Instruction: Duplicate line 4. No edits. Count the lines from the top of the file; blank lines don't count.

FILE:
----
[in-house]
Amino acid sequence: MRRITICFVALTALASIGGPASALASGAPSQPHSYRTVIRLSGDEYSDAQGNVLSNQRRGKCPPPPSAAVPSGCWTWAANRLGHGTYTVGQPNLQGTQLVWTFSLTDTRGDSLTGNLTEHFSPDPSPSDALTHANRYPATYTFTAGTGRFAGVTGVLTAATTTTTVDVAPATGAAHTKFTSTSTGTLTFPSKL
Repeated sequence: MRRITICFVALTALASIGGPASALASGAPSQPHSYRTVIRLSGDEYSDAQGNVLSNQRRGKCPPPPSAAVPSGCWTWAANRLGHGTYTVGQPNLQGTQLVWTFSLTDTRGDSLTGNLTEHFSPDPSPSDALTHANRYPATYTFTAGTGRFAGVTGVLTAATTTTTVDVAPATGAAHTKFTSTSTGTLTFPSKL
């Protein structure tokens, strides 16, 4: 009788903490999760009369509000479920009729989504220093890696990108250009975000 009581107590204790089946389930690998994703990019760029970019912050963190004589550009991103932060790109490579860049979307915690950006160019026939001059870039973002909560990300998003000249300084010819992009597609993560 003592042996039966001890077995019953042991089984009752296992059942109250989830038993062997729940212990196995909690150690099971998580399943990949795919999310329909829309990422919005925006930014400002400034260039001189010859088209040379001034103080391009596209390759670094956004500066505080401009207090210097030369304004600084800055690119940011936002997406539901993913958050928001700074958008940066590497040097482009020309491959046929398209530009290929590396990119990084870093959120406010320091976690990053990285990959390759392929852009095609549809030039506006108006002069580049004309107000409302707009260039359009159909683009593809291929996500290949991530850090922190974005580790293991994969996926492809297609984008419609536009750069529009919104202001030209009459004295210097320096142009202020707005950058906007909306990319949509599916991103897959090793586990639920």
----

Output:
């Protein structure tokens, strides 16, 4: 009788903490999760009369509000479920009729989504220093890696990108250009975000 009581107590204790089946389930690998994703990019760029970019912050963190004589550009991103932060790109490579860049979307915690950006160019026939001059870039973002909560990300998003000249300084010819992009597609993560 003592042996039966001890077995019953042991089984009752296992059942109250989830038993062997729940212990196995909690150690099971998580399943990949795919999310329909829309990422919005925006930014400002400034260039001189010859088209040379001034103080391009596209390759670094956004500066505080401009207090210097030369304004600084800055690119940011936002997406539901993913958050928001700074958008940066590497040097482009020309491959046929398209530009290929590396990119990084870093959120406010320091976690990053990285990959390759392929852009095609549809030039506006108006002069580049004309107000409302707009260039359009159909683009593809291929996500290949991530850090922190974005580790293991994969996926492809297609984008419609536009750069529009919104202001030209009459004295210097320096142009202020707005950058906007909306990319949509599916991103897959090793586990639920």